Anyway, back to the story…
Dave and I were rolling along in my flat black, blue and white Chieftan with the dozens of Smirnoff stickers on it.
We were on our way back from the liquor store with about 5 or six cases of Budweiser in the trunk and another quart of DeKuyper under my seat. I was the “designated buyer” because, with a goatee & mature face (?), I looked older than my 17 years and besides, I had an ID card if needed. I used a boat license. Somehow I learned that boat licenses worked different from drivers licenses. To get one you sent in a request, got a blank card, which you were then supposed to fill out. I did all that – typed it in nice & neat & official like. But what most people didn’t know (unless they were boaters) is that you had to send the card back in (with a fee of course) to get it stamped. I never did. And nobody ever looked for the stamp. They saw the ‘official’ card and that was it – I was 21.
So there we were, tooling along listening to Steppenwolf’s “Born to be Wild”, with the radio cranked up, windows down, hair blowin’ in the wind, smokin’ cigarettes, when way up ahead I see the single red dome of a cop car coming the other way. Yeah, they were still red back then – we called them ‘bubble gum machines’ – they had just started updating and not all cruisers had the dual light units yet. Blue lights came a little later.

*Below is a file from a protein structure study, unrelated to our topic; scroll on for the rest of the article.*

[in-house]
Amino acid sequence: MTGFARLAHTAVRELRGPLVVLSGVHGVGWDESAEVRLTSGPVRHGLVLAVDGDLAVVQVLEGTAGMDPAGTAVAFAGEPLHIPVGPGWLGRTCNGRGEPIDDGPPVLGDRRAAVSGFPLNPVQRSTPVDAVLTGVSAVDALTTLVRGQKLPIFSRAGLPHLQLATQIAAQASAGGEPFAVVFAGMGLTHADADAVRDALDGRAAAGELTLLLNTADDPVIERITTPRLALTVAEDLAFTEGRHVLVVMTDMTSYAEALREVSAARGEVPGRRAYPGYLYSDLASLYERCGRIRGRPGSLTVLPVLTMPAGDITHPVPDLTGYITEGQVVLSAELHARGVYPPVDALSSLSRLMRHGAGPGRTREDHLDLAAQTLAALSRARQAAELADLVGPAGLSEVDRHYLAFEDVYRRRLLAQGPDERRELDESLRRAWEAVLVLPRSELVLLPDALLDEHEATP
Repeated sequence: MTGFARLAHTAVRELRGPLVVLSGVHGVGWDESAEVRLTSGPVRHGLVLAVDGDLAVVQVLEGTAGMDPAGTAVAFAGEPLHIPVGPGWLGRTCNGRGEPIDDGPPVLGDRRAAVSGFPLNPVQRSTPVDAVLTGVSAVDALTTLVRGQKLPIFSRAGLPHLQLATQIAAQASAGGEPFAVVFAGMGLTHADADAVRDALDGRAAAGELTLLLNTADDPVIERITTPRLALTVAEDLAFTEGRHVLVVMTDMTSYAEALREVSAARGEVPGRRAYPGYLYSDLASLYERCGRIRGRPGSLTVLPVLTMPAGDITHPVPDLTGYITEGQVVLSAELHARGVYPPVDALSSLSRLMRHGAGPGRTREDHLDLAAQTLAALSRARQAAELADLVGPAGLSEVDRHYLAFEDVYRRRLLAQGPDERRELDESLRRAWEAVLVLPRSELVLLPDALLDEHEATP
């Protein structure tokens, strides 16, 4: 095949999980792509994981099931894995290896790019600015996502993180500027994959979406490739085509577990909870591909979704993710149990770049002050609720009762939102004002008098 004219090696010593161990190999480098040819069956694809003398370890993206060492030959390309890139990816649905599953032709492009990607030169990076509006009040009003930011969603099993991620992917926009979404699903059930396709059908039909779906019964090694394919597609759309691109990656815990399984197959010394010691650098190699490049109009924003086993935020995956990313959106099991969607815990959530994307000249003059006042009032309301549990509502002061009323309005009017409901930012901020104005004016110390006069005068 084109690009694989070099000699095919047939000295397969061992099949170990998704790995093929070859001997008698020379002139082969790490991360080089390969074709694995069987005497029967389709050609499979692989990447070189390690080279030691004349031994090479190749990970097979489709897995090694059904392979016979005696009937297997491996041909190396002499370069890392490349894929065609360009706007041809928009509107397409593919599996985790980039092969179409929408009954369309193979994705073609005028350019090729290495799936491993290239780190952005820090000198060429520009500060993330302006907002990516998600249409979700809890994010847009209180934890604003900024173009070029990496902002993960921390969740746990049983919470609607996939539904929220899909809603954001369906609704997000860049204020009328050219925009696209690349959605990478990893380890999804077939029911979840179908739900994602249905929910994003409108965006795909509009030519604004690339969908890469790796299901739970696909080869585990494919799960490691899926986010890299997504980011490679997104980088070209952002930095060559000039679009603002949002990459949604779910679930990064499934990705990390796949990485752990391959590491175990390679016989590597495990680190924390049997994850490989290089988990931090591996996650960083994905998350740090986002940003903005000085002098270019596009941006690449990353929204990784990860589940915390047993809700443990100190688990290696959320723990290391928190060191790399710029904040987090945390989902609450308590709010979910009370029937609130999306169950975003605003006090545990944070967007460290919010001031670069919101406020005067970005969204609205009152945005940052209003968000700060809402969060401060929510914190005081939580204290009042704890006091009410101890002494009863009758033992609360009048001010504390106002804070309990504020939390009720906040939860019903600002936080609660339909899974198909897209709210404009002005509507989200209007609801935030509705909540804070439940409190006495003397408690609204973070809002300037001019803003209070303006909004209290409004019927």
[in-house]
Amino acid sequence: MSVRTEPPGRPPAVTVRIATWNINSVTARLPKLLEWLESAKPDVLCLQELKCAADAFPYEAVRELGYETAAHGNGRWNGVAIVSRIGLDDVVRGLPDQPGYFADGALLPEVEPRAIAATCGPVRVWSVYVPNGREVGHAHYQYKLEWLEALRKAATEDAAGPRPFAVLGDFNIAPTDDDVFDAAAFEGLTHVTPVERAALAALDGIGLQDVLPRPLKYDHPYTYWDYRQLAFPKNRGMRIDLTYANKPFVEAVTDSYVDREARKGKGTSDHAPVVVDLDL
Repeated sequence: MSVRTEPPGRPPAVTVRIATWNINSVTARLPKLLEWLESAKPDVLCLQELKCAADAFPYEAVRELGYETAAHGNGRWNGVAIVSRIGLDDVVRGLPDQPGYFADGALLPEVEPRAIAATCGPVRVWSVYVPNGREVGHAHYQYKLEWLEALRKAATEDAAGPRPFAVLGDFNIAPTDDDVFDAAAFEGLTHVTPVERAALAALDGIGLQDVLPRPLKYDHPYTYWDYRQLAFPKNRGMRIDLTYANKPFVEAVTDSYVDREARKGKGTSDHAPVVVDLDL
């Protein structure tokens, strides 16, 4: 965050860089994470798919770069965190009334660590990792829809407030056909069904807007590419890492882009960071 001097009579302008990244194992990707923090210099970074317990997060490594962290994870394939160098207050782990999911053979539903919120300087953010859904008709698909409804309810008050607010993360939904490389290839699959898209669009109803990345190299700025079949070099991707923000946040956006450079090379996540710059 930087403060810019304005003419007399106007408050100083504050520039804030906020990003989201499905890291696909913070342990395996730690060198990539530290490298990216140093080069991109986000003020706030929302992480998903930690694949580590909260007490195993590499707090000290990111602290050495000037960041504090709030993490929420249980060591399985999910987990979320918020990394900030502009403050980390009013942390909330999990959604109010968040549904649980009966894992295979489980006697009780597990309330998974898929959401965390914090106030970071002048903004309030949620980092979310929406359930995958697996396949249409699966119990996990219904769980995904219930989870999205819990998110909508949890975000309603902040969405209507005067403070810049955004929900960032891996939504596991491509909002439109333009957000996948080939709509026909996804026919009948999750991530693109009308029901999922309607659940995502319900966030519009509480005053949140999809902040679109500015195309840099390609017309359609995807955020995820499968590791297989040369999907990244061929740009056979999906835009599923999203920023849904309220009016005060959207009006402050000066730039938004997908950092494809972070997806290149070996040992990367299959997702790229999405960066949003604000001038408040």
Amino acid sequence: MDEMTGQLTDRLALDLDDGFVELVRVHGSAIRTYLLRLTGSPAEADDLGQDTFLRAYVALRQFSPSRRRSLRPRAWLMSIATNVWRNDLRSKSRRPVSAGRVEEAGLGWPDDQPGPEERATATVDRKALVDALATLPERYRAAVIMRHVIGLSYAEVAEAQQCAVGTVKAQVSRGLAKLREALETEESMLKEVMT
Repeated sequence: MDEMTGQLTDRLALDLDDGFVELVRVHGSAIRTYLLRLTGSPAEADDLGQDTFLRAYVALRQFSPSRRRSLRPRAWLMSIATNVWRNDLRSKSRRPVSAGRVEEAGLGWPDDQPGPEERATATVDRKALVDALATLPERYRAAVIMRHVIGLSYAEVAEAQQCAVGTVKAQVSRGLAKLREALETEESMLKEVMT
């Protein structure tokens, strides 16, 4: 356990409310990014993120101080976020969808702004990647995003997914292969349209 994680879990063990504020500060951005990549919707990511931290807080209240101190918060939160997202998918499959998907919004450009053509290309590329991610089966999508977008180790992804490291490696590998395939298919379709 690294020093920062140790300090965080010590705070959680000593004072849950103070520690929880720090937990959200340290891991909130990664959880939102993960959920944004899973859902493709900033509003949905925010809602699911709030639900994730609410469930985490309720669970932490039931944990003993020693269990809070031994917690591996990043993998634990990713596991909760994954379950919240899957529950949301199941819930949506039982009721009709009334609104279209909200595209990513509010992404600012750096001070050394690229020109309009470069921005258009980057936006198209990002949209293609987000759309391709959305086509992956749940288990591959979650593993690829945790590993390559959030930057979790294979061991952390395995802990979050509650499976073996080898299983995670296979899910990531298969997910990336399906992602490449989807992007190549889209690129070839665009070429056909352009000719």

“Hey Dave, you watch and see. That cop’s going to try to pull us over,” I said as the cruiser came up and passed us.
Soon as he went by I did a ‘180’ turn in the road – right over the solid white line. Yeah, the lines were still white then. There were no other cars coming either way and it was one of those larger back roads that’s just wide enough for a u-turn. Not a whole lot of shoulder though. Tight, but I managed it in one sweep.
Sure enough. As I start heading back the other way, here comes the cop again – heading in the opposite direction.
Dave starts laughing, “No way man. How did you know?”
“See,” I said grinning from ear to ear. “Told ya. Now watch this.”
Soon as the cop goes by and is out of sight around a turn, I bang another 180. Dave is still laughing but wide-eyed.
Same thing happens again. Cop goes by. I bang a u-ey. That’s three times.
I did not make this up…
Well, by now the cop’s catching on. Smart huh? This next time he flags me down as we’re getting close to passing by. He was doing about 35 & I was doing about 30. Since I knew what was going to happen, I was already slowing down and looking him in the eye. He sticks his arm out the window, points at me with that cocked gun thumb & finger look, and then puts his palm down.
I nodded in agreement and proceeded to pull over, coming to a stop – while the cop turns around, one more time, and pulls up behind me.
Meanwhile Dave is cracking up. I tell him to shut up. He tries and finally manages to.
The cop gets out of his car, puts his hand on his gun – they always do that – walks up to my door and kind of looks at me for a bit. That was odd – that look.